Shuffling Letters

12 December 2008

Visit Wordsmith's Anagram Generator. Enter your full name. Choose one from the results and use it as the title of your piece (poetry or prose). Length must not exceed 350 words. Here's what I did:

Classic Eagle Ennui
(210 words)

“What to do, what to do?”
Mused the gallant bird of prey.
A thousand feet above ground,
He soared disgruntled, in dismay.

Wings have been cleaned,
Feathers neat and trim,
Talons all polished,
But excitement is slim.

“O where art thou, Thrill?”
He uttered through his beak.
This is kinda strange because
Eagles don’t really speak.

He flew over the emerald jungle —
Eagle eyes on his vast kingdom.
He lorded above tallest trees
But his reign is menaced by boredom.

“Mighty Wind, I beg of you,
Mighty Wind from the Great Sea!
Grant me some deliverance
From this gray monotony!”

But Mighty Wind remained still
Silent, just hovering there.
Well, you can’t really expect a reply
From something made of air.

“Mighty Wind, heed my plea,
Have pity on me, my Goddess!
Bestow my heart with enthusiasm
To smite this dreadful dullness!”

Suddenly, the Goddess stirred
Awakened from her trance.
She spread her arms far and wide
Even though she had no hands.

With one swing of her massive arm
She slapped him with a blow.
It propelled the bird at lethal speed
Down the rocks below!

The full force of the impact
Left the eagle finished and dead.
All he wanted was some excitement
But he got exterminated instead.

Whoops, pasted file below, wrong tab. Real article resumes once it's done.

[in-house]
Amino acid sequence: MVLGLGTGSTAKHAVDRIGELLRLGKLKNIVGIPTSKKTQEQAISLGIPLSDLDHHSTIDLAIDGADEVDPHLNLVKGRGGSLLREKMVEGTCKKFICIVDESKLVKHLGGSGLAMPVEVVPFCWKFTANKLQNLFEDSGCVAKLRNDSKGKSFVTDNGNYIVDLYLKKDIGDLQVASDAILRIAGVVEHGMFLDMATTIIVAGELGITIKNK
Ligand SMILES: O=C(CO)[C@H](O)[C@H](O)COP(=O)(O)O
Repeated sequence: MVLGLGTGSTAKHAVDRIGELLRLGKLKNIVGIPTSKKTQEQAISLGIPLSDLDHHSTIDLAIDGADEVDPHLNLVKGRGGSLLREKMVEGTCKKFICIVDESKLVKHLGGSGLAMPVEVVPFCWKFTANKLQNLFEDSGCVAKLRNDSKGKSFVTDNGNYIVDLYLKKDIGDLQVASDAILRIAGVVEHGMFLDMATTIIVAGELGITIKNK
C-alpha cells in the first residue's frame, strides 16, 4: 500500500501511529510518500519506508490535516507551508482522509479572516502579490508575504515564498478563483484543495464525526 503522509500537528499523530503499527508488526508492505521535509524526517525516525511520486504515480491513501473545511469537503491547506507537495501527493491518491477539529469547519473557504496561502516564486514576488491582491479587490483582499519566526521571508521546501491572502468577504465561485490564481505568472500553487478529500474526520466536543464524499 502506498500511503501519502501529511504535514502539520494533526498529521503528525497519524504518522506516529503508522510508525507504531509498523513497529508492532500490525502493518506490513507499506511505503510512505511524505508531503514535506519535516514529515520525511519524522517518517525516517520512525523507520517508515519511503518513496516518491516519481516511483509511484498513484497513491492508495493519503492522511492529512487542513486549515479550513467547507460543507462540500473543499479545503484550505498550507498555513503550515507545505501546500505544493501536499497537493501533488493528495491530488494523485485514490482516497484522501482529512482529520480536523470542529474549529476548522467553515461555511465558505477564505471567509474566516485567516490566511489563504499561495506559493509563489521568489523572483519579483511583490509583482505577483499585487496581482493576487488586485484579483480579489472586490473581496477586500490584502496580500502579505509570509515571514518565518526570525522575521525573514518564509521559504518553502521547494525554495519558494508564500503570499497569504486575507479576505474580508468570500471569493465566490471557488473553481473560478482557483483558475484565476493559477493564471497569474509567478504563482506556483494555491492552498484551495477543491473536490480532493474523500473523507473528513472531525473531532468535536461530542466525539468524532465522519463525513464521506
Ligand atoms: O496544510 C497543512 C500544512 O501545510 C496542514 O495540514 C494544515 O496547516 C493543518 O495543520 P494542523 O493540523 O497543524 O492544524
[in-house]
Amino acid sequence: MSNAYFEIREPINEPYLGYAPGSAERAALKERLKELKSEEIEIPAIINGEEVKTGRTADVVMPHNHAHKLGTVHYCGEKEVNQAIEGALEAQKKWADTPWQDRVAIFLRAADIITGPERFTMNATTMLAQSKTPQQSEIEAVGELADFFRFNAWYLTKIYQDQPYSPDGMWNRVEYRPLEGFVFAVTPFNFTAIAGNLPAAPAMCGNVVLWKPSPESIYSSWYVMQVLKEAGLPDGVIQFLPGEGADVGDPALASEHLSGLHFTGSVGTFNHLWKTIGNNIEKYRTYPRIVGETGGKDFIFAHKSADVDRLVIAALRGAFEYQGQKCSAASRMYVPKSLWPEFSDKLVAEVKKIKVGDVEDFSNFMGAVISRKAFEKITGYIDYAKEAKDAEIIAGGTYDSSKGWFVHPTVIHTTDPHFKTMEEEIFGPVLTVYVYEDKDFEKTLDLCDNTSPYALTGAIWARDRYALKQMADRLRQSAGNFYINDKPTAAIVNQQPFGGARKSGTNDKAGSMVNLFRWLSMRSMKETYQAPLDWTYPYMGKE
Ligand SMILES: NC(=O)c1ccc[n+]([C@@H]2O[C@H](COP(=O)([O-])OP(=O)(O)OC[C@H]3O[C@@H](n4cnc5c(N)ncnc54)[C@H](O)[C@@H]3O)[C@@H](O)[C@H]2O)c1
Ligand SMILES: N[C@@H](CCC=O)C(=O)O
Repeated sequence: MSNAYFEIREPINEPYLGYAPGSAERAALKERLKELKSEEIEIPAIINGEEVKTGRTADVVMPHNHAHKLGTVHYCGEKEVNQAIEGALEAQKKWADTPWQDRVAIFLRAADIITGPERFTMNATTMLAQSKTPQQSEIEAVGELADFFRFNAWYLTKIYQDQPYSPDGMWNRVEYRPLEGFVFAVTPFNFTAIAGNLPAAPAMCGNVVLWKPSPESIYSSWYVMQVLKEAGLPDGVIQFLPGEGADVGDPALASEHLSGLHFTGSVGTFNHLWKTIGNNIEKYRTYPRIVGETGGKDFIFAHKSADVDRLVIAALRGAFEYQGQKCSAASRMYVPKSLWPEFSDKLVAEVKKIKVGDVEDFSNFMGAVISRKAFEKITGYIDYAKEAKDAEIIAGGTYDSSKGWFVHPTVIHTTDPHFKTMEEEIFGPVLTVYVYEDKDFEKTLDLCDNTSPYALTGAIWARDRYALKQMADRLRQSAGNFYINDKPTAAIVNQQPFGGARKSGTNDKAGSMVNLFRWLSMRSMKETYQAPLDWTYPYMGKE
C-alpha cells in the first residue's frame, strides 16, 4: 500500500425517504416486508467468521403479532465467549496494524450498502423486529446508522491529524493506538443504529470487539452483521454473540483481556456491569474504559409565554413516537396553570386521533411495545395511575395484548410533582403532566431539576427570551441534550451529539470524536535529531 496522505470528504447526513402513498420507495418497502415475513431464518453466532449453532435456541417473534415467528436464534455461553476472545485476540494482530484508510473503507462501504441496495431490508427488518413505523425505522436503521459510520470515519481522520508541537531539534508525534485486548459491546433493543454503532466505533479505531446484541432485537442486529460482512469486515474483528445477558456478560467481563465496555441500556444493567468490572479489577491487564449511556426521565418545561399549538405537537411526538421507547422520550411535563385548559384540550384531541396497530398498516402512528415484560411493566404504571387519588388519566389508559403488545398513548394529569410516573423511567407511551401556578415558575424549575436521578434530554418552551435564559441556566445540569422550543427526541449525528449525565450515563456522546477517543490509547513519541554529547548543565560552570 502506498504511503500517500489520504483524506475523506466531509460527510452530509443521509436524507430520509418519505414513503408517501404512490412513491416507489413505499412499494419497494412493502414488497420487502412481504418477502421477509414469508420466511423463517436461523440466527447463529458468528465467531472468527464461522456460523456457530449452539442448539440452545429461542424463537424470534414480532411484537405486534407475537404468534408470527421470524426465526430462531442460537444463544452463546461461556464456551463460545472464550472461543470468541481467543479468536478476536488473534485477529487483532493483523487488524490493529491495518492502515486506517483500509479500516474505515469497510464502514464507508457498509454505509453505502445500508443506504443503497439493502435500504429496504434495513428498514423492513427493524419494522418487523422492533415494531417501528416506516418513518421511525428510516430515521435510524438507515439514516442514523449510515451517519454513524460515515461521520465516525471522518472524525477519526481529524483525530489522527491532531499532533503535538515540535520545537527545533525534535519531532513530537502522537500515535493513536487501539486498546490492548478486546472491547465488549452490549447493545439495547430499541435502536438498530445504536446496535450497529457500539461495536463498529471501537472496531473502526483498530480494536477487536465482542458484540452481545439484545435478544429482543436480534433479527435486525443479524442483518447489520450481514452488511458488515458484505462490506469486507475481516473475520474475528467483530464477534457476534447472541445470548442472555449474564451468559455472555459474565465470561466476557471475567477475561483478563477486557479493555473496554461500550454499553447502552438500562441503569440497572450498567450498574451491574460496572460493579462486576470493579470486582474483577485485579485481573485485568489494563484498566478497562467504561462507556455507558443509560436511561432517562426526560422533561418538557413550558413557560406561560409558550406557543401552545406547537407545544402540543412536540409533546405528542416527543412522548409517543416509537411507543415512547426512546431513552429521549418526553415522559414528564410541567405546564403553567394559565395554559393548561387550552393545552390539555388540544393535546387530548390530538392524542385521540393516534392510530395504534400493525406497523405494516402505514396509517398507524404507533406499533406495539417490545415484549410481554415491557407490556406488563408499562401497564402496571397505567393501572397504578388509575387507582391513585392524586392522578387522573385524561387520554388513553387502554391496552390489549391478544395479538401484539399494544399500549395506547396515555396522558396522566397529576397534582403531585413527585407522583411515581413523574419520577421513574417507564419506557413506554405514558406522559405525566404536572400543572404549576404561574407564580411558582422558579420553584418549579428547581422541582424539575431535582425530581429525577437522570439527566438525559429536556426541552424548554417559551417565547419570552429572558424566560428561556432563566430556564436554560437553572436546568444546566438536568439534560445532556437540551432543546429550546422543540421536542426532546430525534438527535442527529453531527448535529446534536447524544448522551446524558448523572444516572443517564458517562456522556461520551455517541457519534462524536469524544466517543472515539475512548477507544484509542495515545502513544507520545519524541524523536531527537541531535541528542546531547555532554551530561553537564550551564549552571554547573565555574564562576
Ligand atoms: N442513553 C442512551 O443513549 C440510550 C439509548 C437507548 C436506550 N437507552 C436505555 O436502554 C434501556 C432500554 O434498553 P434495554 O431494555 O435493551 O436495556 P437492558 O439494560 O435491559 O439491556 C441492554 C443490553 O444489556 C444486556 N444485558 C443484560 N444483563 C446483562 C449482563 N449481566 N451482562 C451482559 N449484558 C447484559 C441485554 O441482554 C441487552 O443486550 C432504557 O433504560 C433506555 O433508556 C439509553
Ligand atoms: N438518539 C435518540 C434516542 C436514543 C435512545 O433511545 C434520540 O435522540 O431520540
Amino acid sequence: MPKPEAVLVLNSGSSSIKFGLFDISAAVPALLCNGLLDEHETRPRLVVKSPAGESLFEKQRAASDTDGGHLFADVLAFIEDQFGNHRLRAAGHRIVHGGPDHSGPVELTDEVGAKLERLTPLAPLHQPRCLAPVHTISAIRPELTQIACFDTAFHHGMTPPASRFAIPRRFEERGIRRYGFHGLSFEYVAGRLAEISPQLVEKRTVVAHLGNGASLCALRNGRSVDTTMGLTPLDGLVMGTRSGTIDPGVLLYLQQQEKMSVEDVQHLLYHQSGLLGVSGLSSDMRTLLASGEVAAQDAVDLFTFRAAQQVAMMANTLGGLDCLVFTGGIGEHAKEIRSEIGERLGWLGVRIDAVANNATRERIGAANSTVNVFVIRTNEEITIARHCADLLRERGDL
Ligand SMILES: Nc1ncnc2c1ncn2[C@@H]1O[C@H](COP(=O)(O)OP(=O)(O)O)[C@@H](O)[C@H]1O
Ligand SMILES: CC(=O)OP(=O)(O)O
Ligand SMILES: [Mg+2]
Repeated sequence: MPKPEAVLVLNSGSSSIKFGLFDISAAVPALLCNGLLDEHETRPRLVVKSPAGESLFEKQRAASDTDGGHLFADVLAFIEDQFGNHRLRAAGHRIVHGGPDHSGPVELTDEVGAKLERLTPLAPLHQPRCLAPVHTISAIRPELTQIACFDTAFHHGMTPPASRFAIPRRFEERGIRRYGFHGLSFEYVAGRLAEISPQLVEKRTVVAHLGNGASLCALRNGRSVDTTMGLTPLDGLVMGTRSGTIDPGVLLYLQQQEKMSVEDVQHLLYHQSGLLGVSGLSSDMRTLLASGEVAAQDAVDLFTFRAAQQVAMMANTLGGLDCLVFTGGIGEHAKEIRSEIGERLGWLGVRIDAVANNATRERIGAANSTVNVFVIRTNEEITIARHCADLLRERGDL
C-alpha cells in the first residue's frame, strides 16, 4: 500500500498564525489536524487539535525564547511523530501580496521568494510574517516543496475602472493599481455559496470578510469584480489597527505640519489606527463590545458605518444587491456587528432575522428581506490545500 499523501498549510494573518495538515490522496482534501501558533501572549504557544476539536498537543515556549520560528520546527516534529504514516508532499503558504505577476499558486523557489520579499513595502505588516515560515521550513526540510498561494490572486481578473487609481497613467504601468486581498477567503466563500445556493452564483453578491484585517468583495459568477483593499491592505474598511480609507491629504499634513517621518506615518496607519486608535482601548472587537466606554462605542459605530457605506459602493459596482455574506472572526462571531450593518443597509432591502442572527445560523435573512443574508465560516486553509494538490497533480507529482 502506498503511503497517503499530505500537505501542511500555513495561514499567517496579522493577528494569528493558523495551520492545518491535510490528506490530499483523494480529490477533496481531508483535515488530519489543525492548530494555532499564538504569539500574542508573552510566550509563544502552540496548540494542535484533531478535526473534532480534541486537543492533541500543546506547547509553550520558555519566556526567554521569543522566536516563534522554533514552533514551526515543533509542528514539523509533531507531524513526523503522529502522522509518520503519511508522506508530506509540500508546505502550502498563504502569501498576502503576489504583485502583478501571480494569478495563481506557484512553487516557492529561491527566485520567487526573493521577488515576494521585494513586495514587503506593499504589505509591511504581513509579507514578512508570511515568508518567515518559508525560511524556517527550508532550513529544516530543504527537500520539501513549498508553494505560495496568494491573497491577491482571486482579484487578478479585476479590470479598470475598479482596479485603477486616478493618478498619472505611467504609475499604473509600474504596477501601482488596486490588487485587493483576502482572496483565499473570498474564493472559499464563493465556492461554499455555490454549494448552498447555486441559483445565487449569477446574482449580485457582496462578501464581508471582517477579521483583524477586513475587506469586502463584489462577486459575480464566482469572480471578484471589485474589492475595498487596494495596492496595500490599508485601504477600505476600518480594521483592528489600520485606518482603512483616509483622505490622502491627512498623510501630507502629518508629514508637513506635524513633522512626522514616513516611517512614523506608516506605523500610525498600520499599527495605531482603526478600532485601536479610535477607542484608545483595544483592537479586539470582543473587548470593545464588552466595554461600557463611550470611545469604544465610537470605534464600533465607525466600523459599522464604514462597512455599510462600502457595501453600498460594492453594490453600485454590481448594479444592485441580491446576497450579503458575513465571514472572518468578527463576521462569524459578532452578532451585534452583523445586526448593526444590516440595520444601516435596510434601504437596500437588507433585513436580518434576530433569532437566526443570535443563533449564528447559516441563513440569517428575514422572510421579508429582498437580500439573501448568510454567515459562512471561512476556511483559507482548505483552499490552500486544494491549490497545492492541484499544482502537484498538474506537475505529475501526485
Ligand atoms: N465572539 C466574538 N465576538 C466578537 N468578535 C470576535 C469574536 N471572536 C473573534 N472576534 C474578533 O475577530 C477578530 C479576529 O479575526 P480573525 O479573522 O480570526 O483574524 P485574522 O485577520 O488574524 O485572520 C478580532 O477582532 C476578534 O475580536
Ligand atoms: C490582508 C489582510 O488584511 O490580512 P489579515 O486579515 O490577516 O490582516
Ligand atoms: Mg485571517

Talk, Talk, Talk

04 December 2008

This dialogue exercise involves writing something that is made up entirely of dialogue, but in short story form (not more than 350 words). The use of a play format (e.g. JOHN: Good morning...) or speech modifiers (e.g. ... said John, John said...) is not allowed. The story should reveal something about the characters, the setting and the conflict/plot only through dialogue. Here's what I did:

(350 words)


“You’re stepping on my foot, kid.”


“Give me that light.”

“How come you know so much about this stuff? I thought you were just one of them old geezers rotting away back there.”

“That’s because you’re dumb, that’s why. Hand me the wrench.”

“Here. You’re nothing like no regular plumber, ain’t you? Stinkin’ Joe couldn’t do half the things you’re doin’ right there.”

“I’m no plumber. You don’t learn these things from the plumbing academy, that’s for sure. Only one place in the world where you learn things like these.”

“And what place is that?”

“The army, kid. The United States friggin’ Army.”

“Figures. Wait—if you’re this war hero, how come you’re serving ten to twenty here?”

“Pilasters’. Philadelphia. Ring a bell?”

“Holy shit! The 1959 break-in! You’re one of them saggy bottom boys! Too bad, Miller gave all of you that big old stab in the back. But you’re my hero, man! Grew up wantin’ to be one of the Philly gang!”

“Will you shut up? You’re just another dumb kid from South Central who happens to have quick hands. I know your story and I’m sick of hearing it. But I can’t get this done without an extra pair of hands. Now, for God’s sake, shut your mouth, get in here and help me pry open this goddamn thing!”

“Okay, okay, I’m on it.”

“Stand there and hold that. Now when I say so, you pull as hard as you can, you understand me?”


“Good. Let me just get this out of the way. Ready, kid?”




“It’s moving. Pull harder!”

“Jesus, it’s stinkin’ here!”

“Shut up and pull!”

“I’m pullin’, old man.”

“That’s it, that’s it, kid. Careful, slowly now. Let go, let go!”

“That thing’s heavy.”

“Got that right, kid. You see that? That’s our ticket outta here. We’ll inflate the raft right there and the tide will take care of the rest.”

“Old man?”

“It’s a cloudy night, that should give us some cover in the darkness.”

“Old man, need to tell you somethin’.”


“I forgot the raft.”


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